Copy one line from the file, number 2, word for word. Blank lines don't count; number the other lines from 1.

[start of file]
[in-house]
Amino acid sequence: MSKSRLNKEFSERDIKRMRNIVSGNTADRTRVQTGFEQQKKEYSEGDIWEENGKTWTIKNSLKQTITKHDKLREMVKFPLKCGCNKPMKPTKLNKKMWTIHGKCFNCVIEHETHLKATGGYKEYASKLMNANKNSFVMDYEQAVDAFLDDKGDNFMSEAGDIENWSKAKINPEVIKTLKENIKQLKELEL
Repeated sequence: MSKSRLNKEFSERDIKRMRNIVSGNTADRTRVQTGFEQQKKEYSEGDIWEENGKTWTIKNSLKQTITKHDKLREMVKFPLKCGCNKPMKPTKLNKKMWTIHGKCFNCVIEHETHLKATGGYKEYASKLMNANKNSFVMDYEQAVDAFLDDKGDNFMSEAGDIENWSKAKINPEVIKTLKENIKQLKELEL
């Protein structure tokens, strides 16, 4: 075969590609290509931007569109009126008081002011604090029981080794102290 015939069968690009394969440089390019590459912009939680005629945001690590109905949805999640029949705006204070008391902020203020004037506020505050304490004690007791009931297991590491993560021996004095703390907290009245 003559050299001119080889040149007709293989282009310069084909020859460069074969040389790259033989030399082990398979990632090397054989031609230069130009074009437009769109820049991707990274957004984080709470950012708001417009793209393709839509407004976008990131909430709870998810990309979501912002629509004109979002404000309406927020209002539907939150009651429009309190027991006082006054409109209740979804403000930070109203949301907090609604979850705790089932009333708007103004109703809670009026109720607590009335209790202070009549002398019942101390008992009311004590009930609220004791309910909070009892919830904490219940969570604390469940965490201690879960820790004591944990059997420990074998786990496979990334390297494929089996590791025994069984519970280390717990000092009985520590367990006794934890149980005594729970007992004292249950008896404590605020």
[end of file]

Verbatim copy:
Amino acid sequence: MSKSRLNKEFSERDIKRMRNIVSGNTADRTRVQTGFEQQKKEYSEGDIWEENGKTWTIKNSLKQTITKHDKLREMVKFPLKCGCNKPMKPTKLNKKMWTIHGKCFNCVIEHETHLKATGGYKEYASKLMNANKNSFVMDYEQAVDAFLDDKGDNFMSEAGDIENWSKAKINPEVIKTLKENIKQLKELEL